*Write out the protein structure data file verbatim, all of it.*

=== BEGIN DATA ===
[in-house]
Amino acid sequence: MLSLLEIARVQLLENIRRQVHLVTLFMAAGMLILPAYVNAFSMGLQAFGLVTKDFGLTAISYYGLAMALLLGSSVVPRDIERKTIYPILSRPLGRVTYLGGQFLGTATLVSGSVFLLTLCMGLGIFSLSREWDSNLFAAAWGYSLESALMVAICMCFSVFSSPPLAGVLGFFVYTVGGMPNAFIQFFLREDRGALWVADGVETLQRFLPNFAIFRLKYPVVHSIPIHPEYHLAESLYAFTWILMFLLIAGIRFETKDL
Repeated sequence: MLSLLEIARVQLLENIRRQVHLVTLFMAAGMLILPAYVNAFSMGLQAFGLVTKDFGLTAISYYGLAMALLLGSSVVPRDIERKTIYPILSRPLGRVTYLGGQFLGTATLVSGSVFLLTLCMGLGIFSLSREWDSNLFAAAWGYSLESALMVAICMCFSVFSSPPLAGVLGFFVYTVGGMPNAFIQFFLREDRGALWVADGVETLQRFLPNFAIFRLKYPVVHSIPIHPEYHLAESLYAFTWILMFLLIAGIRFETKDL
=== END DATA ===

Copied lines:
[in-house]
Amino acid sequence: MLSLLEIARVQLLENIRRQVHLVTLFMAAGMLILPAYVNAFSMGLQAFGLVTKDFGLTAISYYGLAMALLLGSSVVPRDIERKTIYPILSRPLGRVTYLGGQFLGTATLVSGSVFLLTLCMGLGIFSLSREWDSNLFAAAWGYSLESALMVAICMCFSVFSSPPLAGVLGFFVYTVGGMPNAFIQFFLREDRGALWVADGVETLQRFLPNFAIFRLKYPVVHSIPIHPEYHLAESLYAFTWILMFLLIAGIRFETKDL
Repeated sequence: MLSLLEIARVQLLENIRRQVHLVTLFMAAGMLILPAYVNAFSMGLQAFGLVTKDFGLTAISYYGLAMALLLGSSVVPRDIERKTIYPILSRPLGRVTYLGGQFLGTATLVSGSVFLLTLCMGLGIFSLSREWDSNLFAAAWGYSLESALMVAICMCFSVFSSPPLAGVLGFFVYTVGGMPNAFIQFFLREDRGALWVADGVETLQRFLPNFAIFRLKYPVVHSIPIHPEYHLAESLYAFTWILMFLLIAGIRFETKDL